These included, skipping, hop scotch, tennis, football and cricket. Brian painted a crease and location for the stumps and location to bowl from on the tarmac road with a tin of pale green gloss paint, which remained visible for quite a few years. The batsman would stand in the middle of the street next to the shared entrance to my house and Brian’s house, while the bowler would bowl from the other shared entrance just up the road between Brian’s house and Michael Bentley’s house. Rules were simple, they were Brian’s rules and changed as and when to his advantage, basically it was out if you hit it into Mrs Barron’s at number 20 or Mrs Douglas’ at number 18 opposite to Brian’s house at number 11. Clean over Brian’s house into his back garden, six and not out, into his front garden which sloped back into the road, so most balls rolled back out again, not out. Now everyone except me made runs as they were right handed batsmen and would mainly block the ball into Brian’s garden bank keeping it in the road, but I for some strange reason, also being right handed, could only play the bat left handed and therefore, I would knock it to my right, where the lay of the grass verge, meant the ball usually ended up in Mrs Barron’s garden, I was always out for a duck, she kept chickens actually. However Brian wasn’t too lucky on some occasions either, I’m sure he put our shed window through at least once along with his own kitchen window and Mrs Bentley’s kitchen window. By the time the broken glass had reached the floor, no one was left around to be seen.
When the houses were built about 5-10 years previously in about 1950 there had obviously been a large pile of sand on the area between numbers 11 and 20 and afterwards had been landscaped as the grass verge to the road, the road being barely wide enough for two cars to scrape past each other and long before the lay-by was constructed. So we spent many summer holidays digging holes through the turf and clay to reach what remained of the sand and that became our quarry for all out toy diggers to fill our toy lorries with. We also buried many a Dinky Toy in the sand to be discovered at a later date.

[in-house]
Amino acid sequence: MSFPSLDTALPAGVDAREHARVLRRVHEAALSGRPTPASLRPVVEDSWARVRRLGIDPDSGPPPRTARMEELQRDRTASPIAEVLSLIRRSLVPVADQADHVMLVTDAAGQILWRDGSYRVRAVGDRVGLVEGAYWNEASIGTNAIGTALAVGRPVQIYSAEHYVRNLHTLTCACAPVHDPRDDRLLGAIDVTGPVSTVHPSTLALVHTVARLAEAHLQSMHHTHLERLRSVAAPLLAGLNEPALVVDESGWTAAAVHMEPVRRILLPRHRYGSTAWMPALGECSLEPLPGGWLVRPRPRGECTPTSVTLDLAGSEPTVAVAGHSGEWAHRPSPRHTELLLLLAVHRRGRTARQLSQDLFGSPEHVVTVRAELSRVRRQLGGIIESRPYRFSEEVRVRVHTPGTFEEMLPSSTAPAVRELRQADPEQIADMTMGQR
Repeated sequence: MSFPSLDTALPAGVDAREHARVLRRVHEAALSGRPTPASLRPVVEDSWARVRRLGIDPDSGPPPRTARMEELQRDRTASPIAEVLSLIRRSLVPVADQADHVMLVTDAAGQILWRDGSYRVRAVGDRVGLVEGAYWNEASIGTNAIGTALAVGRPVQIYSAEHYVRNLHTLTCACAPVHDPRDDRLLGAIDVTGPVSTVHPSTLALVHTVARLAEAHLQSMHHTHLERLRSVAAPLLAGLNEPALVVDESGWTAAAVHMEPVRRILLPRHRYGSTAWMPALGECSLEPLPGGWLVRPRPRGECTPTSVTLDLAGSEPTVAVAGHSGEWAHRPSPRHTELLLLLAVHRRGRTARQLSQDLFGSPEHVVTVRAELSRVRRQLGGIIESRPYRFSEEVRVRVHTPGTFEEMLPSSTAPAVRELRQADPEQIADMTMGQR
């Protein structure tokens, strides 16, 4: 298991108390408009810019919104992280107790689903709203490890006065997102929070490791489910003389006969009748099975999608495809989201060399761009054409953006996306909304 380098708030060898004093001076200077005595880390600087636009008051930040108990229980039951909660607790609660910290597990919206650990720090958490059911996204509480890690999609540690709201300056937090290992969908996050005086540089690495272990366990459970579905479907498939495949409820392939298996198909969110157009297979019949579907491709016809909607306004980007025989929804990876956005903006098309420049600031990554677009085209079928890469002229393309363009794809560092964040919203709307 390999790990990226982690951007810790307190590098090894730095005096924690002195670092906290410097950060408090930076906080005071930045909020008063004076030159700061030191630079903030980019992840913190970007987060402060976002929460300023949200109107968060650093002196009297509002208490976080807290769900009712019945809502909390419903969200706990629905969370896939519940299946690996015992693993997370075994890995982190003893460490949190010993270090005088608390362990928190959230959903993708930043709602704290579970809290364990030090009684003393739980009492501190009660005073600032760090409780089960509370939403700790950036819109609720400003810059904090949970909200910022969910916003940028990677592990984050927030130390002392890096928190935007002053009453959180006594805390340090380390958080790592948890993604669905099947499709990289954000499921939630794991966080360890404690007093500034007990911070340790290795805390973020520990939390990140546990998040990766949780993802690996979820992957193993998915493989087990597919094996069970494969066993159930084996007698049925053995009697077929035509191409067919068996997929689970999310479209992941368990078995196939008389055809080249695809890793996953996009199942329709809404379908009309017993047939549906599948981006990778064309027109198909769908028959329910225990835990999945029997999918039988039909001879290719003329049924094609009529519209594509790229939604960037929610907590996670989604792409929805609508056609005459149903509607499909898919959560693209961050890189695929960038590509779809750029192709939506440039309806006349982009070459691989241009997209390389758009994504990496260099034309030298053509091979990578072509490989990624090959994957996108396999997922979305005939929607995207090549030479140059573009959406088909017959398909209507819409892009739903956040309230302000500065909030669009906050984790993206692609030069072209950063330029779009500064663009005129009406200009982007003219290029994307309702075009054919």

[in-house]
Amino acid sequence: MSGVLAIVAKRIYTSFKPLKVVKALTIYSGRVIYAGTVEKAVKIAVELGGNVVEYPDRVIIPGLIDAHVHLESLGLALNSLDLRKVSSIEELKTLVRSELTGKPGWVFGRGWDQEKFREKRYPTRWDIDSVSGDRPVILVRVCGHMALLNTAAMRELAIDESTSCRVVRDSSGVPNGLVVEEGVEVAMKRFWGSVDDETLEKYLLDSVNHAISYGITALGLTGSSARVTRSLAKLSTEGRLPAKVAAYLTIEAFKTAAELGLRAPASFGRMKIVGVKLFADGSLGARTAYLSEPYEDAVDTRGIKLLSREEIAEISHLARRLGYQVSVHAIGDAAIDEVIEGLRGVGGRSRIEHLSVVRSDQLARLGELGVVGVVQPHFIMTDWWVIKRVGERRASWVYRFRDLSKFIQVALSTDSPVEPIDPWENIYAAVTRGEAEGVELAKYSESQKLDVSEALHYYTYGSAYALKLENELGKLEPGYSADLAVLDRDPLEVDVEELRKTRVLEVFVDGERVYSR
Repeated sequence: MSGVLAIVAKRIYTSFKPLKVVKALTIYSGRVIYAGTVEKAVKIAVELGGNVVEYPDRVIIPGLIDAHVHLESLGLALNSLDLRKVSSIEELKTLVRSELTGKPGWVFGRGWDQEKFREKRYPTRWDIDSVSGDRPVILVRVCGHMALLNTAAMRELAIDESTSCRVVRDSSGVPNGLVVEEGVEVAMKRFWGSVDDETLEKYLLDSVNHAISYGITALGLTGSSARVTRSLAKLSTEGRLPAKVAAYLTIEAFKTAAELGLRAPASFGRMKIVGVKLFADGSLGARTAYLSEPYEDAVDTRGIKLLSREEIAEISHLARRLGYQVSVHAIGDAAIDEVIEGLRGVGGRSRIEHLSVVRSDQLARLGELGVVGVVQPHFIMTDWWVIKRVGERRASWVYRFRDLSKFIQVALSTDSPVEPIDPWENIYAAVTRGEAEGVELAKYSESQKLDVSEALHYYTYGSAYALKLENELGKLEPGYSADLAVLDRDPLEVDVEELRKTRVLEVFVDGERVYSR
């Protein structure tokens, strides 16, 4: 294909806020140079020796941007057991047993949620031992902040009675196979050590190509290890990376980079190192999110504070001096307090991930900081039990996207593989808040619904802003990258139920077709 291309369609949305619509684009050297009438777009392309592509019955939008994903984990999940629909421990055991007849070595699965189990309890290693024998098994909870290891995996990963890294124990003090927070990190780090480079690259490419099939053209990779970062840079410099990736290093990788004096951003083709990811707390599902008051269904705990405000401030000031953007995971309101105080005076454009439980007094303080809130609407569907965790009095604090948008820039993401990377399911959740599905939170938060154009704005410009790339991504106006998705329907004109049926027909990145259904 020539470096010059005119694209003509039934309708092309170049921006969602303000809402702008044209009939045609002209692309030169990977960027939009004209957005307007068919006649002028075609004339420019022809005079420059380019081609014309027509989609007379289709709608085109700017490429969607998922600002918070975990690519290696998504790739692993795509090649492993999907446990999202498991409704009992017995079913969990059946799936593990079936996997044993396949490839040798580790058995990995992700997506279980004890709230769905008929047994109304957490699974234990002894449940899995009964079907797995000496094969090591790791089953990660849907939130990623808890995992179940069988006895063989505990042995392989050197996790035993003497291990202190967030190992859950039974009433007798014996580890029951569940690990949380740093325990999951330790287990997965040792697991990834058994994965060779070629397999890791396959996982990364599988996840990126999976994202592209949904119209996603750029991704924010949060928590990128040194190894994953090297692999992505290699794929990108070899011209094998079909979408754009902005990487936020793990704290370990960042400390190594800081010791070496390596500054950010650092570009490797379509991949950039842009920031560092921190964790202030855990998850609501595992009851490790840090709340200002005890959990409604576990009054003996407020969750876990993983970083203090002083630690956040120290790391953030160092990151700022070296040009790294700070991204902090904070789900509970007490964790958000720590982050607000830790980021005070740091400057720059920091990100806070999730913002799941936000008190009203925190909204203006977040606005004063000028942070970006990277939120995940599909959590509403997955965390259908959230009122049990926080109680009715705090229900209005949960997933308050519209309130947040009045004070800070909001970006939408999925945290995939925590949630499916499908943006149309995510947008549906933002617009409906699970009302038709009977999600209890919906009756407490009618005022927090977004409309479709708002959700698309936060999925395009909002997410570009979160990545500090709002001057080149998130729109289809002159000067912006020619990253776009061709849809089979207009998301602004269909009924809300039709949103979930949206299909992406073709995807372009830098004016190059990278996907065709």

The same area was also used to play games of Marbles, everyone had a collection of glass marbles of several sizes and many colours which we spent many hours swapping and trading for other toys. Stephen Roberts even cycled all the way in from Corston one weekend to trade a car transporter for a dump truck while we were at Gastons Road Junior School.
For most of my childhood Brian’s dad was a civil engineer working away from home in the Gulf States on big concrete form-work projects and it meant he only got to come home a couple of times a year. Although he would send back regular presents for the family. One year Brian received amongst his gifts a genuine Arab head dress complete with black rope and other accessories.
We all loved to dress up and act out scenes on all sorts of subjects and now Brian decided he’d create a Bedouin desert encampment down on The Green. In those days of the early sixties with very little traffic to worry about on neighbouring roads The Green was a large grass area for playing football and all sorts of other activities suitable for small children.
Now, the Green was Steve McColl’s territory, as he lived in number 10 right along side, so some serious trading of toys must have taken place by Brian for all the upper Hobbes Close children to be able to descend upon The Green.
Brian set up a large white tent and inside dressed as an Arab nomadic tribal leader, where he told fortunes to all who entered on the payment of thruppence. Around the tent outside all the other girls and boys dressed as his tribe’s people set up stalls, where just about anything removable from their houses would be up for sale to the visiting children from other nearby streets.
While we were all living in our imaginary 18th Century world, there came a shout from Steve’s mother, Mrs McColl. Suddenly I found myself rushing along with James, Brian and Steve into his front living room, where we were seated by Mrs McColl in orderly fashion in front of their television. With great excitement and awe we sat completely still in silence and watched the Sixteen Hawker Hunters of the Black Arrows Royal Air Force Aerobatic Team performing at the 1960 Farnborough Air Show.